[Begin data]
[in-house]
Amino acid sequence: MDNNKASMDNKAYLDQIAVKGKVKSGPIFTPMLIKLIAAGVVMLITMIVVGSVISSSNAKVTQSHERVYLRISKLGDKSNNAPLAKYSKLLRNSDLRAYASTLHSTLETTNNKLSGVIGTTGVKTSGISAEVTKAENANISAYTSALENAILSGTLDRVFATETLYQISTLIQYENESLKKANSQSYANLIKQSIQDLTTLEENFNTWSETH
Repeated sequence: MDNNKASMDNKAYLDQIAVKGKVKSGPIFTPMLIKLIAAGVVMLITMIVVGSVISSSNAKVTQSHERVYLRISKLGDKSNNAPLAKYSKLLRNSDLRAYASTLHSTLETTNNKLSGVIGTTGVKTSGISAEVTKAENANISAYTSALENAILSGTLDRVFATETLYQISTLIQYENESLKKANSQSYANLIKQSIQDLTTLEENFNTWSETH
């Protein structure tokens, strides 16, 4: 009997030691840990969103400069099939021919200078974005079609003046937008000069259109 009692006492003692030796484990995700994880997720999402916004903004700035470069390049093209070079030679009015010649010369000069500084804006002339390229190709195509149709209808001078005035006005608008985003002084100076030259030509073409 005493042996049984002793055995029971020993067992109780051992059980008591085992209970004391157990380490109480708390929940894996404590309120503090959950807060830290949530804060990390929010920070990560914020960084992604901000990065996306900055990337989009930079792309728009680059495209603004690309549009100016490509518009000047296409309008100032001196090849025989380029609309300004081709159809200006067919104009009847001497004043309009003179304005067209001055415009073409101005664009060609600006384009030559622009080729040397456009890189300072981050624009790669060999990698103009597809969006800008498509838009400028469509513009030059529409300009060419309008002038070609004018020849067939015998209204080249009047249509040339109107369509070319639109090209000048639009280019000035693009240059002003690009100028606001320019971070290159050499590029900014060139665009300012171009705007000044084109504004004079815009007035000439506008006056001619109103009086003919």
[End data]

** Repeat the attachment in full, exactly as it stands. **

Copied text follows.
[in-house]
Amino acid sequence: MDNNKASMDNKAYLDQIAVKGKVKSGPIFTPMLIKLIAAGVVMLITMIVVGSVISSSNAKVTQSHERVYLRISKLGDKSNNAPLAKYSKLLRNSDLRAYASTLHSTLETTNNKLSGVIGTTGVKTSGISAEVTKAENANISAYTSALENAILSGTLDRVFATETLYQISTLIQYENESLKKANSQSYANLIKQSIQDLTTLEENFNTWSETH
Repeated sequence: MDNNKASMDNKAYLDQIAVKGKVKSGPIFTPMLIKLIAAGVVMLITMIVVGSVISSSNAKVTQSHERVYLRISKLGDKSNNAPLAKYSKLLRNSDLRAYASTLHSTLETTNNKLSGVIGTTGVKTSGISAEVTKAENANISAYTSALENAILSGTLDRVFATETLYQISTLIQYENESLKKANSQSYANLIKQSIQDLTTLEENFNTWSETH
């Protein structure tokens, strides 16, 4: 009997030691840990969103400069099939021919200078974005079609003046937008000069259109 009692006492003692030796484990995700994880997720999402916004903004700035470069390049093209070079030679009015010649010369000069500084804006002339390229190709195509149709209808001078005035006005608008985003002084100076030259030509073409 005493042996049984002793055995029971020993067992109780051992059980008591085992209970004391157990380490109480708390929940894996404590309120503090959950807060830290949530804060990390929010920070990560914020960084992604901000990065996306900055990337989009930079792309728009680059495209603004690309549009100016490509518009000047296409309008100032001196090849025989380029609309300004081709159809200006067919104009009847001497004043309009003179304005067209001055415009073409101005664009060609600006384009030559622009080729040397456009890189300072981050624009790669060999990698103009597809969006800008498509838009400028469509513009030059529409300009060419309008002038070609004018020849067939015998209204080249009047249509040339109107369509070319639109090209000048639009280019000035693009240059002003690009100028606001320019971070290159050499590029900014060139665009300012171009705007000044084109504004004079815009007035000439506008006056001619109103009086003919």